Berkeley Group profits climb to £551.5m, higher prices absorb cost inflation

Berkeley Group shares dipped 1.7% to 3,724p in early morning trading on Wednesday after the housing company announced a pre-tax profit climb of 6.4% to £551.5 million in FY 2022 against £518.1 million in FY 2021.

Berkeley Group highlighted a revenue growth of 6.6% to £2.3 billion from £2.2 billion, alongside a gross profit increase of 4.6% to £664.8 million compared to £635.3 million.

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The company also mentioned an operating profit uptick of 1.1% to £507.9 million from £502.3 million.

The firm reported a strong year of results, including a value of underlying reservations increase of 25% year-on-year, representing a slight rise compared to pre-pandemic levels.

Berkeley Group added that costs inflation had been successfully absorbed by higher sales prices, with cash due on forward sales up to £2.2 billion compared to £1.7 billion in the last year.

Houses Delivered

The company confirmed the delivery of 3,760 new houses, along with 872 in joint-ventures, representing a 42% increase against the year before.

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The housebuilder currently has £8.3 billion of estimated future gross margin in its unrivalled land holdings following the £412.5 million St William transaction to acquire the remaining 50% of the land, exceeding its £7.5 billion target from three years ago.

The St William transaction provided Berkeley Group with full control of 24 sites with the potential to deliver over 20,000 new homes.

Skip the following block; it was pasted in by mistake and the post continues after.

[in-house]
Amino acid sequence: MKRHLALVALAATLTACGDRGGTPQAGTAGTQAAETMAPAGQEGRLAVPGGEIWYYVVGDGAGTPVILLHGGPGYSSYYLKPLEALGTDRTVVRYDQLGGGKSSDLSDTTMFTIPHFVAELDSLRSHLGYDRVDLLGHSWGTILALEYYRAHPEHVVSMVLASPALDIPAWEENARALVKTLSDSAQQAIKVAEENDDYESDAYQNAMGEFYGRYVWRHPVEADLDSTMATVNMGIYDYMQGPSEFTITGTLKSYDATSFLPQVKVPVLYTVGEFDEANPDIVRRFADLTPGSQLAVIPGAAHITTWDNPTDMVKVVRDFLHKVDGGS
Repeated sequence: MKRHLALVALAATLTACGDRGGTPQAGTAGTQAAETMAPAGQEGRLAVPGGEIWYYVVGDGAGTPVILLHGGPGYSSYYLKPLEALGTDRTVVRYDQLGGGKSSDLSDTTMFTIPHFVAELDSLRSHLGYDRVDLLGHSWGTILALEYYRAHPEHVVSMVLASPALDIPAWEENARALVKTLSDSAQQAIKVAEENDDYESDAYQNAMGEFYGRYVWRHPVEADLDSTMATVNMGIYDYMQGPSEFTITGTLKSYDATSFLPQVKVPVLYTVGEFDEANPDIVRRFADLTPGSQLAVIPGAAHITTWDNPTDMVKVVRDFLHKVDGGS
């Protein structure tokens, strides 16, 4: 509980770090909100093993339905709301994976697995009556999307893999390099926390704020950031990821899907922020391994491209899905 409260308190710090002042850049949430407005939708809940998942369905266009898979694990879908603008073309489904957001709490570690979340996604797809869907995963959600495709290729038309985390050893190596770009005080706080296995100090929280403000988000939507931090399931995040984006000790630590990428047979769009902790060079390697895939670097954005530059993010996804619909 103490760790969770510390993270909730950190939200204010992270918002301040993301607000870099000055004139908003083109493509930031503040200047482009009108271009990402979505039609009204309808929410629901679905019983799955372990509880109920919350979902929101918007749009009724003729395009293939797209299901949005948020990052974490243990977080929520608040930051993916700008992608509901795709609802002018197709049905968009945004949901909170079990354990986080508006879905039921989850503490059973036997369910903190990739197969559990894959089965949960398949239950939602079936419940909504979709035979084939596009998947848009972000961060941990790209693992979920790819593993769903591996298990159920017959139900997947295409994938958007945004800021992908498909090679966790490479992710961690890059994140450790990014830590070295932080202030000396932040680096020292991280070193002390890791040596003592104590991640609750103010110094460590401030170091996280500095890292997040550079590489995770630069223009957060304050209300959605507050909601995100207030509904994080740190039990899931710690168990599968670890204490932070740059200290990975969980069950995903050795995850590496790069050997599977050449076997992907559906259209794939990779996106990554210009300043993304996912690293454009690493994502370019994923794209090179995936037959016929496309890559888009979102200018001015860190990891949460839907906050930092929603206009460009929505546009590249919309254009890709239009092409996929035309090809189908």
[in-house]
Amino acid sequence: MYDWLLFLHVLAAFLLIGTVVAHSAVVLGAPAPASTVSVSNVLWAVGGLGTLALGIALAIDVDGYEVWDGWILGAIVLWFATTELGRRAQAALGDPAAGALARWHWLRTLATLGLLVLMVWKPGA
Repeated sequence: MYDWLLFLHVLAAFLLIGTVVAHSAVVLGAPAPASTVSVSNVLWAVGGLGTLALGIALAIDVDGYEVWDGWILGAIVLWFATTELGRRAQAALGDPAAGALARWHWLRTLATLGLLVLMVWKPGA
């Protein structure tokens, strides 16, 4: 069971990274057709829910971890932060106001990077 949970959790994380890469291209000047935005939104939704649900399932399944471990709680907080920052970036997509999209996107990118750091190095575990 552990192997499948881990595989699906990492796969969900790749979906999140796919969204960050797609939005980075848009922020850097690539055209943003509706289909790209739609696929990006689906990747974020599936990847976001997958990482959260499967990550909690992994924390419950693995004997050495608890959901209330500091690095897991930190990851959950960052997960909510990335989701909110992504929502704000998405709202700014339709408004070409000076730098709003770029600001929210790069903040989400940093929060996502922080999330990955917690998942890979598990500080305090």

However, the company said it planned to slow its new land deals, and would only acquire new land under a highly selective process going forward.

The housebuilding firm announced the acquisition of four new sites covering approximately 6,000 homes, alongside four major new planning consents obtained on long-term developments to build 1,000 houses at Milton Keynes and St William’s Bow Common, 570 homes at Leyton and 550 homes at Bethnal Green.

Berkeley Group further noted seven sites had moved into production with the capacity to deliver 5,000 new houses, with 26 of its 32 long-term complex regeneration developments in production and 8,000 plots on six sites that constitute its pipeline.

Cautious optimism in FY 2023

The company reported a basic EPS of 417.8p from an EPS of 339.4p last year and declined to declare a dividend for the financial year.

“The big thing that was left out of these results was news of a dividend and we expect that’s got something to do with the continued assessment of cladding costs the firm might have to cough up,” said Freetrade senior analyst Emilie Stevens.

The housing group appears to be in good shape for the coming term, although consumers might be less forgiving of higher prices as the cost of living crisis bites and mortgage rates yank the property ladder even higher out of reach.

“Then there’s the case of cost inflation, which Berkeley expects to stay. The group absorbed the increases in costs this year in full, but the coming year’s market might not be so susceptible to 10% price rises,” said Stevens.

“All in, Berkeley is in good shape. While there are certainly choppier waters ahead, the great developer sell-off still feels a touch overplayed.”

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